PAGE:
Free college programs have sprung up in New York, Tennessee, Oregon, Rhode Island and California and now Connecticut lawmakers are looking into a similar plan to help students complete their degree.

“Connecticut has a lot of residents stuck in the pipeline,” state Sen. Beth Bye, co-chair of the legislature’s Higher Education committee said. “It is a real issue. So many students don’t matriculate.”

As a result, she said skilled jobs that employers need go unfilled.

Take the financial burden away, Bye said, and more students would leave college with a degree.

The idea, which has yet to have a fiscal note attached to it, would be to offer free tuition to Connecticut residents who earn enough credits and maintain a certain grade point average so they can complete their degree.

The idea did not get a mention Wednesday during Gov. Dannel P. Malloy’s final State of the State address which carried a theme of “fairness.” Education — an early focus of the Malloy administration — got barely a mention during the 40-minute speech.

The omission did not go unnoticed.

His budget proposal is anything but fair for Connecticut’s students and public schools,” said Shelia Cohen, president of the Connecticut Education Association, the state’s largest teachers union.

On Monday, Malloy released details of a budget proposal which would cut state education aid entirely to 33 communities and pull back on promised increases to many others.

Also absent from what traditionally is a budget address was any mention of the state’s budget crisis.

“Not a scintilla,” Pat O’Neill, spokesman for House Minority Leader Themis Klaridis, R-Derby, said. “There were a number of good ideas but not a word about how to pay for them.”

The free tuition plan announced by House and Senate Democratic leaders on Tuesday, meanwhile, came with few specifics like how a state that is deep in the red would pay for it. So much so that officials from both the University of Connecticut and Connecticut State Colleges and Universities said they needed more details before they could comment.

Whether the concept would apply to just community colleges, or four-year institutions as well, has yet to be determined. Bye said research on the concept is under way. She also promised public hearings on the issue.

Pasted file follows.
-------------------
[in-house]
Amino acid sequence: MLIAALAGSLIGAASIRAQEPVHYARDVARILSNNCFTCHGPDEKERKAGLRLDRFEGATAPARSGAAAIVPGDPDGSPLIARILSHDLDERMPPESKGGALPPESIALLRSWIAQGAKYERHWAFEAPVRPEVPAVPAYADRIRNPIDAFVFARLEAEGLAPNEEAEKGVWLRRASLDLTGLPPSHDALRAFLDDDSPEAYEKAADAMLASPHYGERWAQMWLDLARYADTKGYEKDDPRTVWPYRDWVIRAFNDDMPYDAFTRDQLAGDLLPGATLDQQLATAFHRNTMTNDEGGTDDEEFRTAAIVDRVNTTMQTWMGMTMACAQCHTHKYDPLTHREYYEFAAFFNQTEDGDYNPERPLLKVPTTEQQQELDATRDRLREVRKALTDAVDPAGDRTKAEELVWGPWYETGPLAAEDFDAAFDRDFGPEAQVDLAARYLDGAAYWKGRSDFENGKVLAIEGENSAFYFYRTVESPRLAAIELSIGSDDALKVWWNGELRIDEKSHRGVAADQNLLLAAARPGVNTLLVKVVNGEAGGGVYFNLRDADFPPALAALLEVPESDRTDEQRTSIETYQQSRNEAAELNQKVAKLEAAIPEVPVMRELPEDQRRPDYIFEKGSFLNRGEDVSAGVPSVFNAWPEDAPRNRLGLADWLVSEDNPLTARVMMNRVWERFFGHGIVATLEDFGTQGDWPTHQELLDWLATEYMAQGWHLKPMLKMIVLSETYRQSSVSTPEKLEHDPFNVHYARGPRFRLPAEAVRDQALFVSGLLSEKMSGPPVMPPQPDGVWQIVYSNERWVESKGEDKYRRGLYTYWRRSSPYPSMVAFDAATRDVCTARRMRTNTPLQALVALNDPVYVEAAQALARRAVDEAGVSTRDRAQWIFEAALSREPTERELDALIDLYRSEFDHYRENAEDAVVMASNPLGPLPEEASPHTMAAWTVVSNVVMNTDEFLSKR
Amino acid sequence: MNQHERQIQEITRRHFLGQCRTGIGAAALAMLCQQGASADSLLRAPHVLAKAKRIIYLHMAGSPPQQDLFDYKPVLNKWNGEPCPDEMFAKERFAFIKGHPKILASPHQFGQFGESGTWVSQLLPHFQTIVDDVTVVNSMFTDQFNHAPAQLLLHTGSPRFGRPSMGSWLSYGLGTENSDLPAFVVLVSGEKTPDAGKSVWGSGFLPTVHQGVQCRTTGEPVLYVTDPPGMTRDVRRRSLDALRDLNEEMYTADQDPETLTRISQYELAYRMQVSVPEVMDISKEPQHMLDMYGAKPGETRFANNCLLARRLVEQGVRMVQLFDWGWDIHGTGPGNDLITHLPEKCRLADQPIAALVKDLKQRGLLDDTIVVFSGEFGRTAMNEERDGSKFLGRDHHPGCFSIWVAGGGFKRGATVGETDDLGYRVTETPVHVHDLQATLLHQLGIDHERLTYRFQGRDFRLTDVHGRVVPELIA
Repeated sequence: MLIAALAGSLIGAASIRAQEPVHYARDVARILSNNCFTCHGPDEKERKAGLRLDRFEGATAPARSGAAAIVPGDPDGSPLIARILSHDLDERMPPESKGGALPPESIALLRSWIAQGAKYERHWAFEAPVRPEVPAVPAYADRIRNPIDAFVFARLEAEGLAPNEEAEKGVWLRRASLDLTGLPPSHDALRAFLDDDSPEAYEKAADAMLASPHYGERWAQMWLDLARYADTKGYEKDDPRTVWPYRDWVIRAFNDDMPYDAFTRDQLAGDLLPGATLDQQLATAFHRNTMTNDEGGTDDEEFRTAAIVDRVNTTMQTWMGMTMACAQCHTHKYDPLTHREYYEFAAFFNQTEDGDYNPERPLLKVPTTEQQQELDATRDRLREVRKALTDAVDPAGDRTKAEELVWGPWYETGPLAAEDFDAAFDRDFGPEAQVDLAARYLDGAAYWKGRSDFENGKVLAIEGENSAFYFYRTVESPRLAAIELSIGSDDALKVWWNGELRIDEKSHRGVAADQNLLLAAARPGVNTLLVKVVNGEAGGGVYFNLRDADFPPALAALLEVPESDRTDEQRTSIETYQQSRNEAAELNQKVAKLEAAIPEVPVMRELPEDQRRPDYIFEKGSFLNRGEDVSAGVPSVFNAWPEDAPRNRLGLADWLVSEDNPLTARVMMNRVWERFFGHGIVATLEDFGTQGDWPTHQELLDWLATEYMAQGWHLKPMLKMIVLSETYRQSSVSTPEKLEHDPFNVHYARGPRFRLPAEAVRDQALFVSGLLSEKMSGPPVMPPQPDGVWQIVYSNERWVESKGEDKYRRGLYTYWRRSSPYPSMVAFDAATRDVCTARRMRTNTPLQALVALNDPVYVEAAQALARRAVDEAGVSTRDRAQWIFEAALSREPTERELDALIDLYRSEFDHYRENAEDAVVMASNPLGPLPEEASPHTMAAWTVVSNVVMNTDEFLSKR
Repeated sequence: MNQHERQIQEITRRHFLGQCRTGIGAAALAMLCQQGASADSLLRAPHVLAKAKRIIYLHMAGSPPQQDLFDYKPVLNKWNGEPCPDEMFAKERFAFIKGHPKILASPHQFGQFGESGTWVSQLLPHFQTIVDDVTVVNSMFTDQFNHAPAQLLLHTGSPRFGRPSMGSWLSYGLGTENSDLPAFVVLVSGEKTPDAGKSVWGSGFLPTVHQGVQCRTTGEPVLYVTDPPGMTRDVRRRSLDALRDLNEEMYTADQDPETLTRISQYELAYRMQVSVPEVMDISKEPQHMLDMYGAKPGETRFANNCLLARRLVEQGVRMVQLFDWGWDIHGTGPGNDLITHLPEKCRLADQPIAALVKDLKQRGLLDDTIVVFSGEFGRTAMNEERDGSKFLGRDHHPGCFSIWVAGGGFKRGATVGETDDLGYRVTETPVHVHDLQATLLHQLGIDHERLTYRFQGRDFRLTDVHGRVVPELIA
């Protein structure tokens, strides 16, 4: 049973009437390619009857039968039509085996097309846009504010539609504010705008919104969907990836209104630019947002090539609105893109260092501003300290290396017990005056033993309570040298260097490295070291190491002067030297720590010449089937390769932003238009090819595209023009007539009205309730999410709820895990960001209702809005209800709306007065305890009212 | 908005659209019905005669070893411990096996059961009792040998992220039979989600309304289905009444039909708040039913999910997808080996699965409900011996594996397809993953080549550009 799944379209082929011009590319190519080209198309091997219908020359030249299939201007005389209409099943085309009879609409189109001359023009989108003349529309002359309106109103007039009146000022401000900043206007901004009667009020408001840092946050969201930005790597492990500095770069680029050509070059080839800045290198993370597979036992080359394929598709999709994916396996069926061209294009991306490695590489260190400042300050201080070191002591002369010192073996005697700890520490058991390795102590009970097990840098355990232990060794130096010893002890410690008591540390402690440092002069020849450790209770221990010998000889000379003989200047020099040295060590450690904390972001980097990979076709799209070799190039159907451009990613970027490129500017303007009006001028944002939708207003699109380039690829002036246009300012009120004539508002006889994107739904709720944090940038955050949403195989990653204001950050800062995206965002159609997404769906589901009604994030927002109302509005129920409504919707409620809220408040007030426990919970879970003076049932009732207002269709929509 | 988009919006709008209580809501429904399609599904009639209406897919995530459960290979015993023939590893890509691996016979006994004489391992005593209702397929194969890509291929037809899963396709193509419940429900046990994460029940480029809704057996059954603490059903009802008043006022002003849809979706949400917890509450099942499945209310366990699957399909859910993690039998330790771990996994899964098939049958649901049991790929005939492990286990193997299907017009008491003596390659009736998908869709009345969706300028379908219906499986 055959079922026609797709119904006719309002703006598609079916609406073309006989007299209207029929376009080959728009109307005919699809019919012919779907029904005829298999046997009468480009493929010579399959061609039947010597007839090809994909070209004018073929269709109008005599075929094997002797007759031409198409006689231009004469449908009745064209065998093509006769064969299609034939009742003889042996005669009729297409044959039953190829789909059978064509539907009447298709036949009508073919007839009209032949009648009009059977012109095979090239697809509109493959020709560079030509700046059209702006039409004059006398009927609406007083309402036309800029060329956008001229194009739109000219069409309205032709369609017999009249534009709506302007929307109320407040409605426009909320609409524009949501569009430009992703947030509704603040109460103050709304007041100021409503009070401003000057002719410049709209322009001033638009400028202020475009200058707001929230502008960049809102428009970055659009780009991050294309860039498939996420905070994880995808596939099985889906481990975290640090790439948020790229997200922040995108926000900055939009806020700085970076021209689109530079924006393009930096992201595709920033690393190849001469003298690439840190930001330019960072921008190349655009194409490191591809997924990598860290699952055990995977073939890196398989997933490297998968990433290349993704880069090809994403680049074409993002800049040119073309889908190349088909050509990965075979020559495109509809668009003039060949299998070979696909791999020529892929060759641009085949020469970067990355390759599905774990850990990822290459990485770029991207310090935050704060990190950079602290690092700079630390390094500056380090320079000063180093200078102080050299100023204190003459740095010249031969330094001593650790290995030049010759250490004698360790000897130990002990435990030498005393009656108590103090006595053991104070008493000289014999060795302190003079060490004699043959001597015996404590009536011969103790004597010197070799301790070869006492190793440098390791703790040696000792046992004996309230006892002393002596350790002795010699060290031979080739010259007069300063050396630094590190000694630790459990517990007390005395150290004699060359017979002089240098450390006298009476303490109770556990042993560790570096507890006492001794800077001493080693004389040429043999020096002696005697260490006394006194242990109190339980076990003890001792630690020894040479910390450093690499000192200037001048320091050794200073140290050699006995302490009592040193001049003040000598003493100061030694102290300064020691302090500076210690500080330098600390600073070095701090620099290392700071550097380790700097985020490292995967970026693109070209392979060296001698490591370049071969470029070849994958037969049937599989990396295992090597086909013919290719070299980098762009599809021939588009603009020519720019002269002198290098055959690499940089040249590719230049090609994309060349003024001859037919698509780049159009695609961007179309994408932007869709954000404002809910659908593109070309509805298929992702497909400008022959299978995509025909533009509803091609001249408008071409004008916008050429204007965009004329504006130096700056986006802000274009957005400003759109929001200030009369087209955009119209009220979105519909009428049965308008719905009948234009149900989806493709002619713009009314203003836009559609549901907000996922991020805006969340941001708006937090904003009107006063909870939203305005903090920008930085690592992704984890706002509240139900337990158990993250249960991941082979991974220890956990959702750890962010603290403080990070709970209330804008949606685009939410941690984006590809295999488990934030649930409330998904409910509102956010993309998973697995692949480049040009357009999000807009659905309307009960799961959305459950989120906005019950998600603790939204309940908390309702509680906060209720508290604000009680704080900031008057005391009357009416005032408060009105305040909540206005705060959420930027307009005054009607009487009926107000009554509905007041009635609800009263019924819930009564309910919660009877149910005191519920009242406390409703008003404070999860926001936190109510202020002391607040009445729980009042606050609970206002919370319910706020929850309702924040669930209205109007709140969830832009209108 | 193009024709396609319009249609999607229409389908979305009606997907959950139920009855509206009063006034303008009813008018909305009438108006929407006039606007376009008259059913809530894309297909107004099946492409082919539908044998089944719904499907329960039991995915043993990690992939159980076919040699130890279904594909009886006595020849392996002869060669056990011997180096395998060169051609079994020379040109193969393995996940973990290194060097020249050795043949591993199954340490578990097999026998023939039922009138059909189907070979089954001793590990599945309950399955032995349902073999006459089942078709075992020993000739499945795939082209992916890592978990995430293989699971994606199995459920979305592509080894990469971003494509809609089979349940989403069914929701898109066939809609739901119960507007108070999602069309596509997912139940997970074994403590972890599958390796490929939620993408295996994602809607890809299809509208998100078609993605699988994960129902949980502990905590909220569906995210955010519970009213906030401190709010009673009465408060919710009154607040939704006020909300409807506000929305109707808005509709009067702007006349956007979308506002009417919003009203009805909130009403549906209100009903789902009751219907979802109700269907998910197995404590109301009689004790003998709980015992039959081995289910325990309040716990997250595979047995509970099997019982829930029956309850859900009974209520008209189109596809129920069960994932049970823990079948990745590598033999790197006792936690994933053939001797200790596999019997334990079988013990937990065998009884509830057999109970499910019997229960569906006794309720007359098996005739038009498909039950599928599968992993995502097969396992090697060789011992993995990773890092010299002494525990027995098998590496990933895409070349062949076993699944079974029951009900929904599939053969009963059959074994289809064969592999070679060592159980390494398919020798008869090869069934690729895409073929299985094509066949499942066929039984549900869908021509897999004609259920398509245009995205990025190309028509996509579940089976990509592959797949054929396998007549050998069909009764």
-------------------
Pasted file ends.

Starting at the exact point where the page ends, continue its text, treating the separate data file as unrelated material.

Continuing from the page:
State Rep. Gail Lavielle, R-Wilton, said she wonders if there isn’t a better approach.

“First we have to iron out K-12 and make sure all are getting the same good education. That is not happening,” Lavielle said.

Then, Lavielle supports exploring programs like one in Norwalk that allows some high school students to graduate with a high school diploma and an associate’s degree.

“Student don’t pay for any of it,” said Lavielle. Instead, the Norwalk Early College Academy program is partially funded by private businesses.

She’d like other districts to emulate the program and explore the possibility of partial state funding in the future.

“To me something like that is probably more worth looking at” than, Lavielle said, “make this free, that free.”

During last year’s legislative session, State Rep. Matt Lesser, D-Middletown proposed a bill to study the feasibility of implementing a debt-free higher education program for in-state students attending public colleges.

Sen. Majority Leader Bob Duff, D-Norwalk, said having more residents with degrees would attract more business to the state. Some 25,000 jobs go unfilled because of a lack of employees skilled enough to fill them, according to estimates, Duff said.

Democrats also want to invest more in the state’s technical high schools as a way to create a stronger pipeline to skilled jobs, but have yet to offer details.

State. Rep. Caroline Simmons, D-Stamford, said the effort was essential to supporting workforce development and regrowing the economy.

“We have a ways to go,” Simmons said. “Let’s keep our kids here in Connecticut.”